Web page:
Aikido is a relatively modern Japanese martial art developed by Morihei Ueshiba.
On a purely physical level it is an art involving throws and joint locks derived from Jujitsu and other techniques derived from Kenjutsu.
Rather than punching or kicking opponents, Aikido focuses on using their own energy to gain control of them or to throw them. Aikido places great emphasis on motion and the dynamics of movement.
Whether it is applicable self-defense technique, spiritual development, physical health or peace of mind, you can find it in Aikido.
“The Way of Harmony of the Spirit” is one way that “Aikido” may be translated into English. This is still true of Aikido today, although different styles emphasize the more spiritual aspects to greater or lesser degrees. Although the idea of a martial discipline striving for peace and harmony may seem paradoxical, it is the fundamental to the art.
Different styles in Aikido?
Due to the dynamic nature of Aikido, over time, different students have interpreted Aikido in different ways. Thus different styles of Aikido were born. Each style has its own strengths and weaknesses, but all are firmly rooted in the basic concepts which make Aikido the unique art that it is.
The Aikikai is the common name for the style headed by Moriteru Ueshiba, the founders grandson. Most regard this school as the mainline in Aikido development. In reality, this “style” is more of an umbrella than a specific style, since it seems that many individuals within the organization teach in quite a different manner. The Aikido taught by Ueshiba Sensei is generally large and flowing.
Iwama-ryu seems to resemble the Aikido O Sensei was teaching in the early 50s mainly in the Iwama dojo. The technical repertoire is larger than in most other styles and a great deal of emphasis is placed on weapons training.
The “Ki” Schools
Ki Aikido places a great deal of emphasis on understanding the concept of Ki and developing this aspect for application to general health and daily life. This style is one of the softest styles of Aikido and is characterized by soft movements that often involve the practitioner jumping or skipping during the movement. Most schools are not concerned with practical application of the techniques, considering them exercises to further develop Ki.
The “Sporting” Styles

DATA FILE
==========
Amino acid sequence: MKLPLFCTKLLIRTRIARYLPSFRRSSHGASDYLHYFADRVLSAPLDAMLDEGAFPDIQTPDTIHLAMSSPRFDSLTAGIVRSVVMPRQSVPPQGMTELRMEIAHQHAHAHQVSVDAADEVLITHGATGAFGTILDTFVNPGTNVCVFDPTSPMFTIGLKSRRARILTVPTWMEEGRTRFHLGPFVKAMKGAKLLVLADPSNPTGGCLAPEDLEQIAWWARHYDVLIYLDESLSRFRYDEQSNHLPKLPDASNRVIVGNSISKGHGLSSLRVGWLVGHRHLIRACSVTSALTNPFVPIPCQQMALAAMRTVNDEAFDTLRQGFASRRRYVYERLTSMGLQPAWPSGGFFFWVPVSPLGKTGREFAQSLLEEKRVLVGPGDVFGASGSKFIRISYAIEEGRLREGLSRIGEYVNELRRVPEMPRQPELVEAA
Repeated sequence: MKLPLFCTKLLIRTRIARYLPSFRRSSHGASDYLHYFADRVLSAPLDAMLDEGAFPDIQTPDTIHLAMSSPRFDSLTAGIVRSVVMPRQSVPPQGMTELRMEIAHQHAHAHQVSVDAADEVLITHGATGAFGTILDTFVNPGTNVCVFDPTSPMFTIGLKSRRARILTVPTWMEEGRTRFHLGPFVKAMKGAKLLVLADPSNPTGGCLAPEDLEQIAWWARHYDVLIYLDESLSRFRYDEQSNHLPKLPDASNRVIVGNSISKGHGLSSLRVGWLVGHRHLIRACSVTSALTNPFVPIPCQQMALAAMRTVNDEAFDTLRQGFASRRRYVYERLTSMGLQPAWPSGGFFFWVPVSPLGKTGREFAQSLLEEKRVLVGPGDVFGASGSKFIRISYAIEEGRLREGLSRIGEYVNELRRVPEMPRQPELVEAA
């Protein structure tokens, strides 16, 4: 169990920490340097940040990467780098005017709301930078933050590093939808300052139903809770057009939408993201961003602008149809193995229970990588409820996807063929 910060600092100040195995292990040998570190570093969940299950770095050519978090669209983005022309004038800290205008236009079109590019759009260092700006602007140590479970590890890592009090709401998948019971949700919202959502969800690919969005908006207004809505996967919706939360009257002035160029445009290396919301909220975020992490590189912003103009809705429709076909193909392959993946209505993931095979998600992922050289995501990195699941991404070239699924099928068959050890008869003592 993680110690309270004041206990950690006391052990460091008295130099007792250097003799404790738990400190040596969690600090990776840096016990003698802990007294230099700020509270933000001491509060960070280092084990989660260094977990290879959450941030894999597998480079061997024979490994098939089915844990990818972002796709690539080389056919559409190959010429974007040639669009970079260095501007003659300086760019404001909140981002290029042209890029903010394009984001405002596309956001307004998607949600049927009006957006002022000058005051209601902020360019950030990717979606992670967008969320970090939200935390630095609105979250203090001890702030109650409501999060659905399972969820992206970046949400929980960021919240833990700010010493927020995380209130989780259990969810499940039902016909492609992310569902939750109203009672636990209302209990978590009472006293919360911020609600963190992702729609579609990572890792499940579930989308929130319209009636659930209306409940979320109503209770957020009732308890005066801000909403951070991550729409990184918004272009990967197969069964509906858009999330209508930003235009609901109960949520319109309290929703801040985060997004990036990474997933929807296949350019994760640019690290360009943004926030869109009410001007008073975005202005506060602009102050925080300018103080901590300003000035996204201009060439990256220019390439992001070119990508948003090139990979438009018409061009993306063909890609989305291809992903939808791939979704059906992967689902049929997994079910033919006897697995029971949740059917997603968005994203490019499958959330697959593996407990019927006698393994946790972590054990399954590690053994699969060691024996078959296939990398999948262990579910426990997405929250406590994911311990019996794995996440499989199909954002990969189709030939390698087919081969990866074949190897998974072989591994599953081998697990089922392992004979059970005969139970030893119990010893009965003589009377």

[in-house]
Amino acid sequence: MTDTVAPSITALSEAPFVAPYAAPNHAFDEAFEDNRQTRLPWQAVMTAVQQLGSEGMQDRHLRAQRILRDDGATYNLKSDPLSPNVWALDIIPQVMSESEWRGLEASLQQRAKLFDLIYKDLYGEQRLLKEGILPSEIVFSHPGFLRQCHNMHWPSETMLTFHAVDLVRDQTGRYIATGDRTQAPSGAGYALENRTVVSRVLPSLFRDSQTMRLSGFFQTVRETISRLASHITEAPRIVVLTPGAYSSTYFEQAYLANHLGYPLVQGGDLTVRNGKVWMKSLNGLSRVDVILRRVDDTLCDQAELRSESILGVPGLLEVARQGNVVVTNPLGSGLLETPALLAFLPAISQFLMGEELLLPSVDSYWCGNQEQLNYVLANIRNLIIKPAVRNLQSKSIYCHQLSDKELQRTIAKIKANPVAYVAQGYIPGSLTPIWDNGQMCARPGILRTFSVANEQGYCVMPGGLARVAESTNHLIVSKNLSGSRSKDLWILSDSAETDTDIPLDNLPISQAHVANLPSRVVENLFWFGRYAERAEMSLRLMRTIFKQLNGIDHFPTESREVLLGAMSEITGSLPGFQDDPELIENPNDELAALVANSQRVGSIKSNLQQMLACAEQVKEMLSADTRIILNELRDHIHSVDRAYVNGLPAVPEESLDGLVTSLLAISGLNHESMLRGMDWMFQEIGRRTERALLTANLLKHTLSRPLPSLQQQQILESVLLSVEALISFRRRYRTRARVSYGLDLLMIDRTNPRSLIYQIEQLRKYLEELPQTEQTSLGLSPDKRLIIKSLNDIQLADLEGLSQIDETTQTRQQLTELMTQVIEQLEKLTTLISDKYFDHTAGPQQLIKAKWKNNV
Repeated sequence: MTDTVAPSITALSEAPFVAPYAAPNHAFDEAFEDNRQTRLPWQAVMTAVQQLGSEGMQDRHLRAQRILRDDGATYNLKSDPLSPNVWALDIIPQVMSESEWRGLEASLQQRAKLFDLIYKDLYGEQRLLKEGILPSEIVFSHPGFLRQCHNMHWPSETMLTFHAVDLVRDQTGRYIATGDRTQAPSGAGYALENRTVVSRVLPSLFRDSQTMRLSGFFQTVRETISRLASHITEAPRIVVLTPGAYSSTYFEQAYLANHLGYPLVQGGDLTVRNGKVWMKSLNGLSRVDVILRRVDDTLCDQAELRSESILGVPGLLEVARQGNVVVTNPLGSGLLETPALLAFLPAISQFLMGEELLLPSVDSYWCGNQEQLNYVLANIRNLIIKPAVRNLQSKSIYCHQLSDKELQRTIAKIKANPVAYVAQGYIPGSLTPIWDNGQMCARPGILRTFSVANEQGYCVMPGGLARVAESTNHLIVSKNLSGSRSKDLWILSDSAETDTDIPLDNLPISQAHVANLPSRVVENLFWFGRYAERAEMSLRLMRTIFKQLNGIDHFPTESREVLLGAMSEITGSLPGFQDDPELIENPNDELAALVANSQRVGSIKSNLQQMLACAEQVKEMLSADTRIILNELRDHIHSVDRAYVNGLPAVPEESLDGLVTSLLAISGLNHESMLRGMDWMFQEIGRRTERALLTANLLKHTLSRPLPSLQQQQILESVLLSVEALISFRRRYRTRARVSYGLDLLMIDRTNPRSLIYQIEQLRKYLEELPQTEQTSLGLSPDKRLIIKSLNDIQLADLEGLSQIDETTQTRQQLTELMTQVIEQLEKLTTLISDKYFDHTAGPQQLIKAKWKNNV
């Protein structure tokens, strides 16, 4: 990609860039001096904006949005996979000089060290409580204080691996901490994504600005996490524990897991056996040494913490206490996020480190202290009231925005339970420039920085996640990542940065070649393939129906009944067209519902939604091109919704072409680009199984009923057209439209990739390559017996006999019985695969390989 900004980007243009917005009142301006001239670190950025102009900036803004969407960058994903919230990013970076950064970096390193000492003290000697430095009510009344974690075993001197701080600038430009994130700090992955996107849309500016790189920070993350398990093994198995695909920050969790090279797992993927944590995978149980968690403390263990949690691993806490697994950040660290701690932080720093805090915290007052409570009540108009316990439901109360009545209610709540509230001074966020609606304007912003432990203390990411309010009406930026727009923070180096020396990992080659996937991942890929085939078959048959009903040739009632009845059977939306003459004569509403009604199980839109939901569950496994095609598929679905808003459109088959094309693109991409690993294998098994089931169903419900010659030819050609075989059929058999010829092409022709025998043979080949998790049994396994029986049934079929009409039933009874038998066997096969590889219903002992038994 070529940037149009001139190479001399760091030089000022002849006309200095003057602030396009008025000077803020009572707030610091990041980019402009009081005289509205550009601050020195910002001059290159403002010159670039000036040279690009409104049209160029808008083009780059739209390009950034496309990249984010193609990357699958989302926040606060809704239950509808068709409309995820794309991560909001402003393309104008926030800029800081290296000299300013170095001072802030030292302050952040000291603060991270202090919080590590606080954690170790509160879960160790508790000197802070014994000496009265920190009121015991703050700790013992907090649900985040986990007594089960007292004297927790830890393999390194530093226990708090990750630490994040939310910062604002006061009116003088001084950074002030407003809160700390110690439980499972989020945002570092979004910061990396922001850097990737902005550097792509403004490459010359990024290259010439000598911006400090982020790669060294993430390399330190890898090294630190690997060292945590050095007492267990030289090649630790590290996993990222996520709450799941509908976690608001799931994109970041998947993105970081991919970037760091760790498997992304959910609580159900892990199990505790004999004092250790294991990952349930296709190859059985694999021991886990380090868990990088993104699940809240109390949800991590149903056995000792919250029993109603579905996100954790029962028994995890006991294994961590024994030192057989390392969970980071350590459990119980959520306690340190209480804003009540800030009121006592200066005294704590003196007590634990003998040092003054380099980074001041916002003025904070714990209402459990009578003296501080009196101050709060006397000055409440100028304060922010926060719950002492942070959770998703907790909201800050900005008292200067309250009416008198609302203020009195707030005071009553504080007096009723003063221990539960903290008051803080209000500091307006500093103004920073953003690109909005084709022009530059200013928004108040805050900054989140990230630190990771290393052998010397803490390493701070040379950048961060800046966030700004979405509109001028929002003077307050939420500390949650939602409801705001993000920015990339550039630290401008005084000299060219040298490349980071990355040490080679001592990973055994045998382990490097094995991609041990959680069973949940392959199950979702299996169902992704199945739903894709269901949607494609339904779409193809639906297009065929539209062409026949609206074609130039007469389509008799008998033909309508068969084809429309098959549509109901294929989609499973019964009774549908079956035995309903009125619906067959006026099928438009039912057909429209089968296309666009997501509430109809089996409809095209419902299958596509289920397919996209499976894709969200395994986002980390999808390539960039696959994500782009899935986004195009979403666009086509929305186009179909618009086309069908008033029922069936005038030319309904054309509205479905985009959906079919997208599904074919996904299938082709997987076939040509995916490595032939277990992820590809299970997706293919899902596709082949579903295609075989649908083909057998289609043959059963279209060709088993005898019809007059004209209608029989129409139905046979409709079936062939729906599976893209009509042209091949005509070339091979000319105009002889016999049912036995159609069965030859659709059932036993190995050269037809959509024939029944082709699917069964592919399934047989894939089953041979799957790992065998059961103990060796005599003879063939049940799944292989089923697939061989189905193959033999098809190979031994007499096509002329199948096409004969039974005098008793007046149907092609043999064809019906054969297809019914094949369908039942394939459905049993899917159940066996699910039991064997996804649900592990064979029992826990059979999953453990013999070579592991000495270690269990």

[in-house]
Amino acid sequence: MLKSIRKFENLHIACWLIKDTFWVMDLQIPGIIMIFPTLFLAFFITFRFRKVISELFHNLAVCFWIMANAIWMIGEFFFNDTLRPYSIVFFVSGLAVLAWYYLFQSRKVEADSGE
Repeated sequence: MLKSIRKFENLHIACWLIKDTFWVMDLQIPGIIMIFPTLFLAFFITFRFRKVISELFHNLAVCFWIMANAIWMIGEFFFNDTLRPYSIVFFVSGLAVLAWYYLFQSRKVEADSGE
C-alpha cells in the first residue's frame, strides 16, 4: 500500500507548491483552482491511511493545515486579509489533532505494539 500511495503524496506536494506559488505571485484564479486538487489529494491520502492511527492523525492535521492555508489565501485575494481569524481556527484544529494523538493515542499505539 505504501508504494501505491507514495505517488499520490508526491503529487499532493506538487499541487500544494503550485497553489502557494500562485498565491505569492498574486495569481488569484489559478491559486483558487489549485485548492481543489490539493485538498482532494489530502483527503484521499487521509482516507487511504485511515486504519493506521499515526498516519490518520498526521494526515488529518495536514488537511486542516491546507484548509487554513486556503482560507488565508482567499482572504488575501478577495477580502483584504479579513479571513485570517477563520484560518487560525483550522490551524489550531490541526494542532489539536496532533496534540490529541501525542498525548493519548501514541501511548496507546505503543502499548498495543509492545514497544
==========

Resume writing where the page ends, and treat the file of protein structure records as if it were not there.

Kenji Tomiki, an early student of O Sensei and of Judo founder Jigoro Kano believed that a “rationalization” of Aikido training, along the lines of Judo would make it more easily taught. In addition, he believed that an element of competition would serve to sharpen and focus the practice since it was no longer tested in real combat. Tomiki-ryu is characterized by using Kata (prearranged forms) in teaching and by holding competitions, both empty handed and with a knife.
This is the name given to the art early in its development. It is very close in style to previously existing Jutsu forms such as Daito-ryu Aiki-Jutsu. It is considered to be one of the harder forms of Aikido. Most of the early students of O Sensei began during this period and much of the early practice outside Japan was in this style (e.g. Abbe Sensei’s teaching in the UK in the 50s).
The Yoshinkan is a harder style of Aikido, generally concerned with practical efficiency and physically robust techniques. It is taught to many branches of the Japanese Police. The international organization associated with the Yoshinkan style of Aikido is known as the Yoshinkai, and has active branches in many parts of the world.
Aikido in the United Kingdom
With so many styles of Aikido available, there are naturally many Aikido organisations. Each there to support and promote their own style.
Many of these organisations come together under the umbrella of the British Aikido Board (B.A.B.) This allows each organisation to operate independently on specifics (like grading exams and training syllabi etc), whilst allowing them all to operate together for the good of Aikido practice in general by standardising insurance, child protection policies and coaching qualifications, etc.
Because different organisations within the B.A.B. all the share the same insurance, it allows for easier cross-training between styles.